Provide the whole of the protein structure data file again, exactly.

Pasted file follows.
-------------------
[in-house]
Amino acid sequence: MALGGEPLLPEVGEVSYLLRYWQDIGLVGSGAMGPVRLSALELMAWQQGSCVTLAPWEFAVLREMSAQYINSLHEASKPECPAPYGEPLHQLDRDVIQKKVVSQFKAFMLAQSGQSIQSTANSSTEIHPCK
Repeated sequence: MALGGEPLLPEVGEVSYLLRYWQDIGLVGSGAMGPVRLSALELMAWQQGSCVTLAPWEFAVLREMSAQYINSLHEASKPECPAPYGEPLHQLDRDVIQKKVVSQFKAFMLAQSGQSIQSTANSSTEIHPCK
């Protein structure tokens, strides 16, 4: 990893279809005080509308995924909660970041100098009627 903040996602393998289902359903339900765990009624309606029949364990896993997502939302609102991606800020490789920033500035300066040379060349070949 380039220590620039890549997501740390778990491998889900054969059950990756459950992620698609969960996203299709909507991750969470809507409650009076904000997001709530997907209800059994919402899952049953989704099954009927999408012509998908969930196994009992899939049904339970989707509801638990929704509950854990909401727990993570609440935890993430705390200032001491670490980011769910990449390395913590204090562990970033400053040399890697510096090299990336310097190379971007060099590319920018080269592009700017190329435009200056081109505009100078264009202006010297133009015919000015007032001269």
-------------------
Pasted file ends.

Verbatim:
[in-house]
Amino acid sequence: MALGGEPLLPEVGEVSYLLRYWQDIGLVGSGAMGPVRLSALELMAWQQGSCVTLAPWEFAVLREMSAQYINSLHEASKPECPAPYGEPLHQLDRDVIQKKVVSQFKAFMLAQSGQSIQSTANSSTEIHPCK
Repeated sequence: MALGGEPLLPEVGEVSYLLRYWQDIGLVGSGAMGPVRLSALELMAWQQGSCVTLAPWEFAVLREMSAQYINSLHEASKPECPAPYGEPLHQLDRDVIQKKVVSQFKAFMLAQSGQSIQSTANSSTEIHPCK
């Protein structure tokens, strides 16, 4: 990893279809005080509308995924909660970041100098009627 903040996602393998289902359903339900765990009624309606029949364990896993997502939302609102991606800020490789920033500035300066040379060349070949 380039220590620039890549997501740390778990491998889900054969059950990756459950992620698609969960996203299709909507991750969470809507409650009076904000997001709530997907209800059994919402899952049953989704099954009927999408012509998908969930196994009992899939049904339970989707509801638990929704509950854990909401727990993570609440935890993430705390200032001491670490980011769910990449390395913590204090562990970033400053040399890697510096090299990336310097190379971007060099590319920018080269592009700017190329435009200056081109505009100078264009202006010297133009015919000015007032001269």